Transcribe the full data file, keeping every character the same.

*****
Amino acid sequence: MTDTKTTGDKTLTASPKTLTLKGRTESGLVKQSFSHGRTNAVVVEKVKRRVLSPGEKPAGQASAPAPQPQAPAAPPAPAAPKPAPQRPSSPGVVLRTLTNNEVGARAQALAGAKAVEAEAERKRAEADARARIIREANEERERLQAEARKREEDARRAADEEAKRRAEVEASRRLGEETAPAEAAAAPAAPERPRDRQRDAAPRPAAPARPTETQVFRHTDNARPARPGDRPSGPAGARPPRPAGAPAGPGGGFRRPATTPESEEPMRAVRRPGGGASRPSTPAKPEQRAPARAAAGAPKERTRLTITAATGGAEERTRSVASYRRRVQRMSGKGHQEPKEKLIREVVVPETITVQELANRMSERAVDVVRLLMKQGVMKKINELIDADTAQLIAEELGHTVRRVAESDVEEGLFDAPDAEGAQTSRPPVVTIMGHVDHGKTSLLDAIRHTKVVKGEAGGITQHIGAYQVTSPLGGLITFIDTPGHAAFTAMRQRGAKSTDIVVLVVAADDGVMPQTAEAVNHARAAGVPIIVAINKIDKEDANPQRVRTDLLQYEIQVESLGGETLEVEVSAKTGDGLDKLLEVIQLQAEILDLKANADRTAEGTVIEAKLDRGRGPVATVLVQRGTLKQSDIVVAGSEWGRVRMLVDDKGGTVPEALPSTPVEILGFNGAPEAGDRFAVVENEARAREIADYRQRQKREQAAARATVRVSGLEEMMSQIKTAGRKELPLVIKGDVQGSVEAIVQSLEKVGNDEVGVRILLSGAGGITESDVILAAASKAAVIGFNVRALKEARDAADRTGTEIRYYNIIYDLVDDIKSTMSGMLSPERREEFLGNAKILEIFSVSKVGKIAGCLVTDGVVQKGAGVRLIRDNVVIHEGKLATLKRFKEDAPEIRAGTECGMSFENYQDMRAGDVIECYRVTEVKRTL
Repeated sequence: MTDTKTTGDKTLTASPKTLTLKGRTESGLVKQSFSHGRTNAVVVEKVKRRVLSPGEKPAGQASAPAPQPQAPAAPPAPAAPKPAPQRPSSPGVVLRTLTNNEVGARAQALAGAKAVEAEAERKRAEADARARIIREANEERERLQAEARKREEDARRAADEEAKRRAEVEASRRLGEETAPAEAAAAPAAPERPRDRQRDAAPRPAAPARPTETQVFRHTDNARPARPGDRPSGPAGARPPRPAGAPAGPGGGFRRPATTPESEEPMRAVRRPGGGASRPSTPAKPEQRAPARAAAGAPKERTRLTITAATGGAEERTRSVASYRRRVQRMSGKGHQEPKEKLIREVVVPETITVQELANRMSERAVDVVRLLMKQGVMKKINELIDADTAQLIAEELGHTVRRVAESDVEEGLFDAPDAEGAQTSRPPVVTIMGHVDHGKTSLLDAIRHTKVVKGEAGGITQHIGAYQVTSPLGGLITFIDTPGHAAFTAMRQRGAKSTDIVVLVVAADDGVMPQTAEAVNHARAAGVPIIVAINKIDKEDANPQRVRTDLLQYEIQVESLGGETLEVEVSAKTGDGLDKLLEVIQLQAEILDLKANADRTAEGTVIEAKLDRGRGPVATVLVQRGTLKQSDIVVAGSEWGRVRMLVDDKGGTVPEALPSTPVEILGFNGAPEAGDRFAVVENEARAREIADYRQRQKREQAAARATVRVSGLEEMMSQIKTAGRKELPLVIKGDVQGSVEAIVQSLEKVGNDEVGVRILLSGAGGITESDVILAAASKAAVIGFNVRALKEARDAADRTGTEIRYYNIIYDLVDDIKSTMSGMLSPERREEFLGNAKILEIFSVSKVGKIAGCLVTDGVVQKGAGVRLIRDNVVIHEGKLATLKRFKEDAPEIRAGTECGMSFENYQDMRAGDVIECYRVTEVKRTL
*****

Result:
Amino acid sequence: MTDTKTTGDKTLTASPKTLTLKGRTESGLVKQSFSHGRTNAVVVEKVKRRVLSPGEKPAGQASAPAPQPQAPAAPPAPAAPKPAPQRPSSPGVVLRTLTNNEVGARAQALAGAKAVEAEAERKRAEADARARIIREANEERERLQAEARKREEDARRAADEEAKRRAEVEASRRLGEETAPAEAAAAPAAPERPRDRQRDAAPRPAAPARPTETQVFRHTDNARPARPGDRPSGPAGARPPRPAGAPAGPGGGFRRPATTPESEEPMRAVRRPGGGASRPSTPAKPEQRAPARAAAGAPKERTRLTITAATGGAEERTRSVASYRRRVQRMSGKGHQEPKEKLIREVVVPETITVQELANRMSERAVDVVRLLMKQGVMKKINELIDADTAQLIAEELGHTVRRVAESDVEEGLFDAPDAEGAQTSRPPVVTIMGHVDHGKTSLLDAIRHTKVVKGEAGGITQHIGAYQVTSPLGGLITFIDTPGHAAFTAMRQRGAKSTDIVVLVVAADDGVMPQTAEAVNHARAAGVPIIVAINKIDKEDANPQRVRTDLLQYEIQVESLGGETLEVEVSAKTGDGLDKLLEVIQLQAEILDLKANADRTAEGTVIEAKLDRGRGPVATVLVQRGTLKQSDIVVAGSEWGRVRMLVDDKGGTVPEALPSTPVEILGFNGAPEAGDRFAVVENEARAREIADYRQRQKREQAAARATVRVSGLEEMMSQIKTAGRKELPLVIKGDVQGSVEAIVQSLEKVGNDEVGVRILLSGAGGITESDVILAAASKAAVIGFNVRALKEARDAADRTGTEIRYYNIIYDLVDDIKSTMSGMLSPERREEFLGNAKILEIFSVSKVGKIAGCLVTDGVVQKGAGVRLIRDNVVIHEGKLATLKRFKEDAPEIRAGTECGMSFENYQDMRAGDVIECYRVTEVKRTL
Repeated sequence: MTDTKTTGDKTLTASPKTLTLKGRTESGLVKQSFSHGRTNAVVVEKVKRRVLSPGEKPAGQASAPAPQPQAPAAPPAPAAPKPAPQRPSSPGVVLRTLTNNEVGARAQALAGAKAVEAEAERKRAEADARARIIREANEERERLQAEARKREEDARRAADEEAKRRAEVEASRRLGEETAPAEAAAAPAAPERPRDRQRDAAPRPAAPARPTETQVFRHTDNARPARPGDRPSGPAGARPPRPAGAPAGPGGGFRRPATTPESEEPMRAVRRPGGGASRPSTPAKPEQRAPARAAAGAPKERTRLTITAATGGAEERTRSVASYRRRVQRMSGKGHQEPKEKLIREVVVPETITVQELANRMSERAVDVVRLLMKQGVMKKINELIDADTAQLIAEELGHTVRRVAESDVEEGLFDAPDAEGAQTSRPPVVTIMGHVDHGKTSLLDAIRHTKVVKGEAGGITQHIGAYQVTSPLGGLITFIDTPGHAAFTAMRQRGAKSTDIVVLVVAADDGVMPQTAEAVNHARAAGVPIIVAINKIDKEDANPQRVRTDLLQYEIQVESLGGETLEVEVSAKTGDGLDKLLEVIQLQAEILDLKANADRTAEGTVIEAKLDRGRGPVATVLVQRGTLKQSDIVVAGSEWGRVRMLVDDKGGTVPEALPSTPVEILGFNGAPEAGDRFAVVENEARAREIADYRQRQKREQAAARATVRVSGLEEMMSQIKTAGRKELPLVIKGDVQGSVEAIVQSLEKVGNDEVGVRILLSGAGGITESDVILAAASKAAVIGFNVRALKEARDAADRTGTEIRYYNIIYDLVDDIKSTMSGMLSPERREEFLGNAKILEIFSVSKVGKIAGCLVTDGVVQKGAGVRLIRDNVVIHEGKLATLKRFKEDAPEIRAGTECGMSFENYQDMRAGDVIECYRVTEVKRTL